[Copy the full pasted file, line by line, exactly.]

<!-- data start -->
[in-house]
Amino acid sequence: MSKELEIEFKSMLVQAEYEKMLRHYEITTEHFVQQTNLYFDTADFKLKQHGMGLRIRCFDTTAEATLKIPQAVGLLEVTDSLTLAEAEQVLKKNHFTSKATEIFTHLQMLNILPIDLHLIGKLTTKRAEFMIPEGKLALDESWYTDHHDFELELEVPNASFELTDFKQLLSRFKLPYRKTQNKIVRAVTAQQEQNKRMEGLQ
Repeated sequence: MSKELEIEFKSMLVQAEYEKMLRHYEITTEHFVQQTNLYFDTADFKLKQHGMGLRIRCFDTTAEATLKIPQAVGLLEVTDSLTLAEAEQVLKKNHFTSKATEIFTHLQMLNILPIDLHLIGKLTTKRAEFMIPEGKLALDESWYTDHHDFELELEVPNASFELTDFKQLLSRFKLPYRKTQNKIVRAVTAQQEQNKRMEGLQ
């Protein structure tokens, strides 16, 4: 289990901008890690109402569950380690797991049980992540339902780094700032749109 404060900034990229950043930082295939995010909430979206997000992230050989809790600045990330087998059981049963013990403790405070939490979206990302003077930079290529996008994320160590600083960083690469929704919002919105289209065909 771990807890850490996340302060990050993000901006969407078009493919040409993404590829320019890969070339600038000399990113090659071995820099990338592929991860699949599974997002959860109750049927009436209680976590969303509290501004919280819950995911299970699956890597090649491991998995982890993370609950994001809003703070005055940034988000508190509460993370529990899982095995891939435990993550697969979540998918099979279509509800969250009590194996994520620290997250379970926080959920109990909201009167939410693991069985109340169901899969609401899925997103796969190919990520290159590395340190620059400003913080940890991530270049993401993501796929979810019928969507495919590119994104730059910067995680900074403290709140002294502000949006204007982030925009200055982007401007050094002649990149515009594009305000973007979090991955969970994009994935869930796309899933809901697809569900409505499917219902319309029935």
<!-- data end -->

[in-house]
Amino acid sequence: MSKELEIEFKSMLVQAEYEKMLRHYEITTEHFVQQTNLYFDTADFKLKQHGMGLRIRCFDTTAEATLKIPQAVGLLEVTDSLTLAEAEQVLKKNHFTSKATEIFTHLQMLNILPIDLHLIGKLTTKRAEFMIPEGKLALDESWYTDHHDFELELEVPNASFELTDFKQLLSRFKLPYRKTQNKIVRAVTAQQEQNKRMEGLQ
Repeated sequence: MSKELEIEFKSMLVQAEYEKMLRHYEITTEHFVQQTNLYFDTADFKLKQHGMGLRIRCFDTTAEATLKIPQAVGLLEVTDSLTLAEAEQVLKKNHFTSKATEIFTHLQMLNILPIDLHLIGKLTTKRAEFMIPEGKLALDESWYTDHHDFELELEVPNASFELTDFKQLLSRFKLPYRKTQNKIVRAVTAQQEQNKRMEGLQ
């Protein structure tokens, strides 16, 4: 289990901008890690109402569950380690797991049980992540339902780094700032749109 404060900034990229950043930082295939995010909430979206997000992230050989809790600045990330087998059981049963013990403790405070939490979206990302003077930079290529996008994320160590600083960083690469929704919002919105289209065909 771990807890850490996340302060990050993000901006969407078009493919040409993404590829320019890969070339600038000399990113090659071995820099990338592929991860699949599974997002959860109750049927009436209680976590969303509290501004919280819950995911299970699956890597090649491991998995982890993370609950994001809003703070005055940034988000508190509460993370529990899982095995891939435990993550697969979540998918099979279509509800969250009590194996994520620290997250379970926080959920109990909201009167939410693991069985109340169901899969609401899925997103796969190919990520290159590395340190620059400003913080940890991530270049993401993501796929979810019928969507495919590119994104730059910067995680900074403290709140002294502000949006204007982030925009200055982007401007050094002649990149515009594009305000973007979090991955969970994009994935869930796309899933809901697809569900409505499917219902319309029935």